My son’s high school career has prepared him well for his future goals. Our family and many others are living proof that you can succeed homeschooling through the high school years and prepare your children for their future. Homeschooled high school has the advantage of being customized to your child: it is not a generic, cookie-cutter program that tries to be all things to all students. While my son focused on math and science at community college, another might choose auto mechanics, foreign language, theater, or history as his or her focus. Homeschooling allows your children to follow their passion and prepare themselves for the adulthood they picture for themselves.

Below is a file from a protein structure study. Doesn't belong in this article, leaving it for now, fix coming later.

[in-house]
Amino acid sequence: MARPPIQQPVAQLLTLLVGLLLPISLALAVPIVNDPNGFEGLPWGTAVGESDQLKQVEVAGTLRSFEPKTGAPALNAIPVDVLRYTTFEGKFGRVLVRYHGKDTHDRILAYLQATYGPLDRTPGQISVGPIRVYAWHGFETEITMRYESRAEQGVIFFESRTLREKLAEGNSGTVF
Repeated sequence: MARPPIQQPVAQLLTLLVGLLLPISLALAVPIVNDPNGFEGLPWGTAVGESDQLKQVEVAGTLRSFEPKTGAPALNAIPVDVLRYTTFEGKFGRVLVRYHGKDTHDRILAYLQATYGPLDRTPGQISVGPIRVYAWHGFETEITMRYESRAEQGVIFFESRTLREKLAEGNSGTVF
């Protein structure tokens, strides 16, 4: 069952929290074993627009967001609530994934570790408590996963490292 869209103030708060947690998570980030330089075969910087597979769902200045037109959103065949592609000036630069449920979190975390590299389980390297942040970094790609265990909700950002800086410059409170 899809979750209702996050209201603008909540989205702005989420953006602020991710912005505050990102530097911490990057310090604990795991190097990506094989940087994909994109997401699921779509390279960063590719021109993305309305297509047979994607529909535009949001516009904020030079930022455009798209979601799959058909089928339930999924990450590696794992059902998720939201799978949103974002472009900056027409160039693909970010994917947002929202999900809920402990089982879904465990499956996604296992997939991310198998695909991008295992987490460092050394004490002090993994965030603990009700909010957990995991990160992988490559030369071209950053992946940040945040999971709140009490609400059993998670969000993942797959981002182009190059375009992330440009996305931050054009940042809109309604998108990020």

If you have a middle schooler and you are feeling intimidated by the thought of high school, I want to encourage you. You can succeed if you and your child choose to continue your homeschooling journey through the teen years. You will have to invest in learning about things like the PSATs, Driver’s Ed, and creating a transcript, but the reward of a homeschool graduate far outweighs the time and effort you will expend.
About the Author
Barb Benfante is currently homeschooling her two teenage sons in Chesapeake, teaching Government and Geography at their co-op, and supporting the efforts of her oldest son, who is a freshman at Old Dominion University in Norfolk.
Originally published in the VaHomeschoolers Voice, a bi-monthly homeschool journal produced by The Organization of Virginia Homeschoolers for our members. Not a member? Join now and don’t miss another issue!
VaHomeschoolers Voice Publication Information